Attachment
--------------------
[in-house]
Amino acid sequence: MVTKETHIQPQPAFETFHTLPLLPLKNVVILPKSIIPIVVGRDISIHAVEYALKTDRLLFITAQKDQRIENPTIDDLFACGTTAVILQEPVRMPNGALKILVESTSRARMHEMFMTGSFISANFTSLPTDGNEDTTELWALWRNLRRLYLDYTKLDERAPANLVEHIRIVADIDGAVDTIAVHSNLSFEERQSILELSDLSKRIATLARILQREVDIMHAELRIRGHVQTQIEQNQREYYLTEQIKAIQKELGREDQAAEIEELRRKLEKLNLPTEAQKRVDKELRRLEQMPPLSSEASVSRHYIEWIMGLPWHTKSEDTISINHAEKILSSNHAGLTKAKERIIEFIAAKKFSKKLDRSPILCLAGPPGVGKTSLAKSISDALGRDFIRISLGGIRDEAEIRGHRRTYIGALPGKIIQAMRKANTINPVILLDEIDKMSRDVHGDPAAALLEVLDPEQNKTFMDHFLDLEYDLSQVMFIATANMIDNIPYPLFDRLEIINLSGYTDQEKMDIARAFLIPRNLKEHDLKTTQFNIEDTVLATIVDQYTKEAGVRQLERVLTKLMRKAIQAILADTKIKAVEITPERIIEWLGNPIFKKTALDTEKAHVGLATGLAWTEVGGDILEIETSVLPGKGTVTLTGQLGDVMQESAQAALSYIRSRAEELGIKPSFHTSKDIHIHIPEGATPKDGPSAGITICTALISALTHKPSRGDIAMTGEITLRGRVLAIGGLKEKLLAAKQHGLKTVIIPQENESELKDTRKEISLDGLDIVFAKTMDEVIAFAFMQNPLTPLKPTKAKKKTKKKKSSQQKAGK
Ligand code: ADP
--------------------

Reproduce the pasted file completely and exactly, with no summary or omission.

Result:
[in-house]
Amino acid sequence: MVTKETHIQPQPAFETFHTLPLLPLKNVVILPKSIIPIVVGRDISIHAVEYALKTDRLLFITAQKDQRIENPTIDDLFACGTTAVILQEPVRMPNGALKILVESTSRARMHEMFMTGSFISANFTSLPTDGNEDTTELWALWRNLRRLYLDYTKLDERAPANLVEHIRIVADIDGAVDTIAVHSNLSFEERQSILELSDLSKRIATLARILQREVDIMHAELRIRGHVQTQIEQNQREYYLTEQIKAIQKELGREDQAAEIEELRRKLEKLNLPTEAQKRVDKELRRLEQMPPLSSEASVSRHYIEWIMGLPWHTKSEDTISINHAEKILSSNHAGLTKAKERIIEFIAAKKFSKKLDRSPILCLAGPPGVGKTSLAKSISDALGRDFIRISLGGIRDEAEIRGHRRTYIGALPGKIIQAMRKANTINPVILLDEIDKMSRDVHGDPAAALLEVLDPEQNKTFMDHFLDLEYDLSQVMFIATANMIDNIPYPLFDRLEIINLSGYTDQEKMDIARAFLIPRNLKEHDLKTTQFNIEDTVLATIVDQYTKEAGVRQLERVLTKLMRKAIQAILADTKIKAVEITPERIIEWLGNPIFKKTALDTEKAHVGLATGLAWTEVGGDILEIETSVLPGKGTVTLTGQLGDVMQESAQAALSYIRSRAEELGIKPSFHTSKDIHIHIPEGATPKDGPSAGITICTALISALTHKPSRGDIAMTGEITLRGRVLAIGGLKEKLLAAKQHGLKTVIIPQENESELKDTRKEISLDGLDIVFAKTMDEVIAFAFMQNPLTPLKPTKAKKKTKKKKSSQQKAGK
Ligand code: ADP